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I was recently playing with this Wolfram Demonstrations applet, which demonstrates beats.

At first I thought the app didn't work because I couldn't hear any beats. Then I realized that the applet doesn't analytically add two sine waves of nearby frequencies and play the result; it plays different sine waves to the left and right audio channels. Since I had headphones on, I only heard one frequency per ear, and only consciously detected a single tone. When I took the headphones off and held the ear buds close together, I could hear the beats distinctly.

Messing around a little more, I found that when I lower the frequency to around 600 Hz or lower, I begin to be able to hear the beats even with headphones on.

What's happening? Are my ears for some reason picking up relative phase information only at lower frequencies? Are only lower frequencies transmitted effectively through my skull?

I would guess it's a coincidence that I begin to hear beats when the wavelength of the sound (in air) is on the order of the distance between my ears, but is that right?

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Note the similarity between the wavelength at 600 Hz and the size of your head. I'm not sure what that means, but it may not be a coincidence. –  dmckee Sep 24 '11 at 15:42
    
@dmckee Yes, that was in the question. –  Mark Eichenlaub Sep 24 '11 at 15:45
    
Well, I feel stupid now. –  dmckee Sep 24 '11 at 15:51
    
I wasn't specific earlier because I don't have a reference, just a vague memory of someone telling me, but I believe that localization by phase difference because possible when the separation becomes shorter (but not $\ll$) than the wavelength, which offers a reason why it would be advantageous to be sensitive to phase differences at low frequency. –  dmckee Sep 24 '11 at 16:01
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1 Answer

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The beats are audible at lower frequencies because your ears do in fact pick up phase information, but only at these lower frequencies.

When a sound enters our ear, we magnify it via mechanical oscillations of bones and hydraulic effects, ultimately causing vibration in a thin film in our inner ear called the basilar membrane. Different sections of the basilar membrane will vibrate in response to different tones. The basilar membrane is connected to thousands of small hairs, themselves connected to mechanically-sensitive ion gates. Oscillations of these hair then trigger the ion gates. The ion gates send electrical impulses down neurons to our brains.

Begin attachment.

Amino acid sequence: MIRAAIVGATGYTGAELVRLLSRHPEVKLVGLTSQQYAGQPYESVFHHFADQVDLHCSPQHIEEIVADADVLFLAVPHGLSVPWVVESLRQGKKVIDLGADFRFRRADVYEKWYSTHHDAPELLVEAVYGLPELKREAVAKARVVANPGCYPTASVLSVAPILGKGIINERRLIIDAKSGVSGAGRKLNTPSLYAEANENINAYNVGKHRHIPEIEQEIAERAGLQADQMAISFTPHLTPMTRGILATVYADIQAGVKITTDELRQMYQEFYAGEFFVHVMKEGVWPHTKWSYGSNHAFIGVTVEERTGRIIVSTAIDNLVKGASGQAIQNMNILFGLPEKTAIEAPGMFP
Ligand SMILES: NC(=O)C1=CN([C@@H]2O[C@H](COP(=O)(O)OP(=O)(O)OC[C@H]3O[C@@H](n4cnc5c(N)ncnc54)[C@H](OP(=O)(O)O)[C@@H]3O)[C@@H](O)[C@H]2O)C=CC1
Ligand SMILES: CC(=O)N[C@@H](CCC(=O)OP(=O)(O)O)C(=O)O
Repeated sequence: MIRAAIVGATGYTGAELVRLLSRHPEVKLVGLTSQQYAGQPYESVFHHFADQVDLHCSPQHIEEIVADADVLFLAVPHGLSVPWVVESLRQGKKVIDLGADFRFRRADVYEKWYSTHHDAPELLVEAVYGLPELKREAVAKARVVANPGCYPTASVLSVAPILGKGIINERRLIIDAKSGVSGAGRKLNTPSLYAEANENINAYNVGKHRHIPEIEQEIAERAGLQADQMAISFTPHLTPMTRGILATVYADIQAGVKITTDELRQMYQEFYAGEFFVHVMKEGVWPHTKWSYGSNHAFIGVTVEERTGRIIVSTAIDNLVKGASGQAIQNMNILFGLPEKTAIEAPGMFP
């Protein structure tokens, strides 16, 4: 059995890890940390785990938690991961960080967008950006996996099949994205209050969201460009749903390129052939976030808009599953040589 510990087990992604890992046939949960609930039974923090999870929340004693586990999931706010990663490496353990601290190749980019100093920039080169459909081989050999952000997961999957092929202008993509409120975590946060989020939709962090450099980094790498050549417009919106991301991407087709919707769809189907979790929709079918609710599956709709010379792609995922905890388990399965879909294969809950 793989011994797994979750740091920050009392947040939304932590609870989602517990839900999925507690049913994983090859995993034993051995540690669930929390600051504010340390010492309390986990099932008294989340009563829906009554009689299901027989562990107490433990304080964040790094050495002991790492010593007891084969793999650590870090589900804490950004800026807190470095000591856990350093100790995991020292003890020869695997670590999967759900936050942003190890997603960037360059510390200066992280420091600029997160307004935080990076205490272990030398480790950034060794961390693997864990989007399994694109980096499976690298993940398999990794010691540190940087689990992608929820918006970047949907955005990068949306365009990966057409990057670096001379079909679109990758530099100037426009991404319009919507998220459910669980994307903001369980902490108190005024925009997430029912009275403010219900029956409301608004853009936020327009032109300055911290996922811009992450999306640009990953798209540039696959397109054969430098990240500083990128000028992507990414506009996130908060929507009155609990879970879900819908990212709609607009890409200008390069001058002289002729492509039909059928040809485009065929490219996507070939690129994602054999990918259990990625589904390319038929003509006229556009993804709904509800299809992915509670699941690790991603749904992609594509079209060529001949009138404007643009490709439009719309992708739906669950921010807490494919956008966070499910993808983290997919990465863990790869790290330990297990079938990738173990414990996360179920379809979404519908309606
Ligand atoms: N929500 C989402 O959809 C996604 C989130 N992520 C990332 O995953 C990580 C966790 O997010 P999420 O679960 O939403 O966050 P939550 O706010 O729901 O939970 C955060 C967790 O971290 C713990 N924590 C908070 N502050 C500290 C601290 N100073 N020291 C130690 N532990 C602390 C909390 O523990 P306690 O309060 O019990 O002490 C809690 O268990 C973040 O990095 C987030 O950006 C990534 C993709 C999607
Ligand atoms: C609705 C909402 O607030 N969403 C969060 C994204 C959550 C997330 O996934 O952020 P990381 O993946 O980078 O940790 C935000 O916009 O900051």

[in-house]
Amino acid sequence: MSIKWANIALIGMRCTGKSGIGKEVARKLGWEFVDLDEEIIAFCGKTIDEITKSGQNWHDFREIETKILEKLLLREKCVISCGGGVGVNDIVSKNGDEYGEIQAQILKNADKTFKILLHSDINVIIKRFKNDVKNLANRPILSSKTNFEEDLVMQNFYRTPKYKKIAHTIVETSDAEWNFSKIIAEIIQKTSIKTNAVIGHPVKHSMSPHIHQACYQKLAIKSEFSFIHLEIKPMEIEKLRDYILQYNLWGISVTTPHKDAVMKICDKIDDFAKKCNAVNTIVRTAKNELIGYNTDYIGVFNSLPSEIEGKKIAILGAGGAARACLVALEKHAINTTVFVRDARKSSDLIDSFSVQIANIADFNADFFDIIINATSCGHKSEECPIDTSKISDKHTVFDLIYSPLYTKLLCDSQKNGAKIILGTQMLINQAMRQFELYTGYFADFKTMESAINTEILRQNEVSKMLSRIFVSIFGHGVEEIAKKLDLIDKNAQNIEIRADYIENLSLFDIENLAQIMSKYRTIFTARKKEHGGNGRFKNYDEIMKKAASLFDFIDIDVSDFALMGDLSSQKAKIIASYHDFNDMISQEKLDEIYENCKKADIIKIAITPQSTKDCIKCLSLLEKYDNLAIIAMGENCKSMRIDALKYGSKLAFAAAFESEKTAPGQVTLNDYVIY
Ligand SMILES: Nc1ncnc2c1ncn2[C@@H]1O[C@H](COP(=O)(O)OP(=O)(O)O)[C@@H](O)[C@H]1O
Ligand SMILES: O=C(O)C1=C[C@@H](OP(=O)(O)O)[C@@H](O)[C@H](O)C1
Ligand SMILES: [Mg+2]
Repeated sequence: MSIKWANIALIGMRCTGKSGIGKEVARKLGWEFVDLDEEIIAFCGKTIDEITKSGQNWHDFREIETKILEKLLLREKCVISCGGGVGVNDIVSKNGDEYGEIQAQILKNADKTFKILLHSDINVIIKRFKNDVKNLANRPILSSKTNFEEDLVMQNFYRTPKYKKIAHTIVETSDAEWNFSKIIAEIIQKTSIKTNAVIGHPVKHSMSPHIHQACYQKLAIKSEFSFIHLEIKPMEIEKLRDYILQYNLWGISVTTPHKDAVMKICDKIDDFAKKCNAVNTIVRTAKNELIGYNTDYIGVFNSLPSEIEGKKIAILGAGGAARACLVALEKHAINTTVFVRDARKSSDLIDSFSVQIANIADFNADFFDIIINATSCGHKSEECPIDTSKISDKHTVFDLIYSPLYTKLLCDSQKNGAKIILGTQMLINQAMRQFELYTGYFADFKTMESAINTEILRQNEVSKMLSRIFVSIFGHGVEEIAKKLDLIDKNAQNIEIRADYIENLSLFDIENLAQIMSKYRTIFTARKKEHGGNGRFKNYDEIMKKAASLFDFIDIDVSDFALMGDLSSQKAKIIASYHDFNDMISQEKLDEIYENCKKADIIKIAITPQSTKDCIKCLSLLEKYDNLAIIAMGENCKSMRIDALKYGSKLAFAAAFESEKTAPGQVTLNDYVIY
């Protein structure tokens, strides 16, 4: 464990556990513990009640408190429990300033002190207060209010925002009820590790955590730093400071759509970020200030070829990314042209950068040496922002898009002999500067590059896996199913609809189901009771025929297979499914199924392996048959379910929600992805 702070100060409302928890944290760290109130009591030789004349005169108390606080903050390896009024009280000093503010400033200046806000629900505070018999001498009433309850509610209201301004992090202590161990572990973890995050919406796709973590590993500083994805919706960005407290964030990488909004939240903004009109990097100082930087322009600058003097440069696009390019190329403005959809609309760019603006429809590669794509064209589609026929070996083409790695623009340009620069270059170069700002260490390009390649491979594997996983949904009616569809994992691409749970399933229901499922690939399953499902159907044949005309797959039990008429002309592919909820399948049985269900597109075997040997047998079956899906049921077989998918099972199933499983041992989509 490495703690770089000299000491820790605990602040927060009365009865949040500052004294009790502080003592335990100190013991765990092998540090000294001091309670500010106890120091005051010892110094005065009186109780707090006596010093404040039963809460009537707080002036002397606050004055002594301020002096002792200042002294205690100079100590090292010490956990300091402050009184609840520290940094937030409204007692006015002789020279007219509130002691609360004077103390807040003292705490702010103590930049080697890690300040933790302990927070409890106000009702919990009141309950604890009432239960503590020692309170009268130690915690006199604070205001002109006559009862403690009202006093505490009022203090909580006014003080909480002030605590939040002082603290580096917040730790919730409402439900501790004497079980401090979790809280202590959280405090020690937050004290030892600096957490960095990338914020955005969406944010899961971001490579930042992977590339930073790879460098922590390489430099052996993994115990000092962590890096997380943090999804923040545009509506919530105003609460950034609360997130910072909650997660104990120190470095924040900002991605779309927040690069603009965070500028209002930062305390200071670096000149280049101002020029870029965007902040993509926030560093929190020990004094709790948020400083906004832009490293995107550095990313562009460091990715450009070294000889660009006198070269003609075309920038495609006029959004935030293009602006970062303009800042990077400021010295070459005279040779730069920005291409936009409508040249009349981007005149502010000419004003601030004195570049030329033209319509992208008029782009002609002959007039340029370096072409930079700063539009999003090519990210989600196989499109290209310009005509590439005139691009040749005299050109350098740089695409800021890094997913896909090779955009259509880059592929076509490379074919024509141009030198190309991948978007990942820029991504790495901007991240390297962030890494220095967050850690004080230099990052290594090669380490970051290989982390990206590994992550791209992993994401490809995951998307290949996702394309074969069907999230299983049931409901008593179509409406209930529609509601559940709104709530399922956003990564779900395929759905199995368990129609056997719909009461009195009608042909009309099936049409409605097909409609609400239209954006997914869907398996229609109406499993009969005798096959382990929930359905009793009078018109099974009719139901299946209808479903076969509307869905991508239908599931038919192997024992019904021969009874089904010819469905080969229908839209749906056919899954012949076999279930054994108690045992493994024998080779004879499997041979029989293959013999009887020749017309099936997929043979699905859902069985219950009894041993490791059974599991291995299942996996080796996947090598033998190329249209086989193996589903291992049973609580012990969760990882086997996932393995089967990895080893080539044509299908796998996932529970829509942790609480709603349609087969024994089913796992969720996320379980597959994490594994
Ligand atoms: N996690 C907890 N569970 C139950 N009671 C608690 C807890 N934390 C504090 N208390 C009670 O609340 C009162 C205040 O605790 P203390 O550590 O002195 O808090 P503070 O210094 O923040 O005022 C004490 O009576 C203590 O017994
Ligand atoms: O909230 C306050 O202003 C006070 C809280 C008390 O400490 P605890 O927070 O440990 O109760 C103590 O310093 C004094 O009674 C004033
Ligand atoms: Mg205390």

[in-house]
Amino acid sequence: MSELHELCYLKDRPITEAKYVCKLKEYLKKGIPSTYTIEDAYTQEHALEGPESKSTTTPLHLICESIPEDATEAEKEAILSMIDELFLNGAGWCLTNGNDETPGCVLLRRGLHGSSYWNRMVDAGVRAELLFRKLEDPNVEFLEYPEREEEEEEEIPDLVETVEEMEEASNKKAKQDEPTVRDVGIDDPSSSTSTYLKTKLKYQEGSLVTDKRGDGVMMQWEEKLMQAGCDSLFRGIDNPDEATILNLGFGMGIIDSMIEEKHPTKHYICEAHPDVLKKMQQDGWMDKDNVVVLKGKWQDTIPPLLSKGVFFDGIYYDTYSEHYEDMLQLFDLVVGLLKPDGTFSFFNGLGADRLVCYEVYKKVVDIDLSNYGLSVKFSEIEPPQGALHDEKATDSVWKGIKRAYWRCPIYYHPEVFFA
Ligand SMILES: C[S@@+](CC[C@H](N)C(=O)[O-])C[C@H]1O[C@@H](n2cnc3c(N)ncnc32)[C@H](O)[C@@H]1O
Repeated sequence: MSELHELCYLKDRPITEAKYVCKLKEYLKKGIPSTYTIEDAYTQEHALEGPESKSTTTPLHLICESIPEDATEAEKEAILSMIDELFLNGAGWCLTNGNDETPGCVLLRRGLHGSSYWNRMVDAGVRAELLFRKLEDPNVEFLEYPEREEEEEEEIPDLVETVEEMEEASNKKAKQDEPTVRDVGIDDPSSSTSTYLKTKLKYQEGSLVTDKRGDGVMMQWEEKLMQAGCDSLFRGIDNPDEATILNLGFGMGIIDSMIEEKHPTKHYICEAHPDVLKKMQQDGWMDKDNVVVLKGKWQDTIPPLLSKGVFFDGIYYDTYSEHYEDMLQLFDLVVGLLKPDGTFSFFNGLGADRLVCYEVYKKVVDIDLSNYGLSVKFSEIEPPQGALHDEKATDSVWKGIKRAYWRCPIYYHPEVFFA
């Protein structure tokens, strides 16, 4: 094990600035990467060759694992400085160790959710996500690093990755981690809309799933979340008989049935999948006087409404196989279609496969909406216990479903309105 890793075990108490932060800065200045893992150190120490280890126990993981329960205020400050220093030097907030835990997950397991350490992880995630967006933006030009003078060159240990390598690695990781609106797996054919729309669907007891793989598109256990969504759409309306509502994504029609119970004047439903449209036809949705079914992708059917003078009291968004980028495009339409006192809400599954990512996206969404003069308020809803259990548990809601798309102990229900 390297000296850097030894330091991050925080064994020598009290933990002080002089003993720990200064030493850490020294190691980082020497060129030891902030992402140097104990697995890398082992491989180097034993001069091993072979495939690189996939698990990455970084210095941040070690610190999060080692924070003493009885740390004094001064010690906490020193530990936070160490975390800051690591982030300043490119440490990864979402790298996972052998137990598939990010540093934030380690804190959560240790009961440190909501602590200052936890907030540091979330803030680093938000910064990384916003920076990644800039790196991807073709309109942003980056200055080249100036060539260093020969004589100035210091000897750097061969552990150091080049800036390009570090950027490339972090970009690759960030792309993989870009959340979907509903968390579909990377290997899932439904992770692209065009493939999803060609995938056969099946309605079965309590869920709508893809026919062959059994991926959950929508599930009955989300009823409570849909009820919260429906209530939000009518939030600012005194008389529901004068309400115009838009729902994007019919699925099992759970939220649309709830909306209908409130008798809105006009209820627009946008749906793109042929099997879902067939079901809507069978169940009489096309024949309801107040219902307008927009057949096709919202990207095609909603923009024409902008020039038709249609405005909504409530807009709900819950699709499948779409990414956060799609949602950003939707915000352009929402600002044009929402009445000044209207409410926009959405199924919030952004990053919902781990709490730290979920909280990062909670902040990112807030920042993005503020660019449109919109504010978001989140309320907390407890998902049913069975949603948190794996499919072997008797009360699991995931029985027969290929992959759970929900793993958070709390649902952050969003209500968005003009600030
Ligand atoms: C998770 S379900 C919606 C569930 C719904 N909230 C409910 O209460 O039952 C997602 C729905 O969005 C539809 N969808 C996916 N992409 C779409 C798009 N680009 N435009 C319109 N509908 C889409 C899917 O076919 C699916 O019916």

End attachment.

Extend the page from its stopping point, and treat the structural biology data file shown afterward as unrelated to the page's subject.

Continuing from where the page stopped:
Empirically, it is observed that these nerve impulses almost always begin at the peak amplitude of a vibration of the basilar membrane. Thus, if our two ears receive sound with different phase, they will fire nerve impulses at different times, and our brains will have access to phase information.

An interesting demonstration of this was given by Lord Raleigh in 1907. He theorized that phase difference detection between the ears was a key component to our ability to localize sound. When Raleigh played two tuning forks that were slightly out of tune, so that the phase oscillated, his found that human perception of the location of the sound oscillated from the left to the right of the listener's head.

At high frequencies, we lose phase information. This is because of uncertainties in the exact time of arrival of a nerve impulse. A typical nerve impulse lasts several milliseconds, so above 1000 Hz the uncertainty in arrival time becomes comparable to the frequency itself, meaning we lose phase information. It turns out that we mostly lose the ability to localize sound in the range 1000 - 3000 Hz. Above 3000 Hz, different physiological mechanisms related to the "shadow" of your head allow us to localize sound again.

Reference:

http://en.wikipedia.org/wiki/Action_potential

The information about Rayleigh's experiment and firing at the peak of oscillations is from chapter 5 of "The Science of Sound" by Rossing, Wheeler, and Moore.

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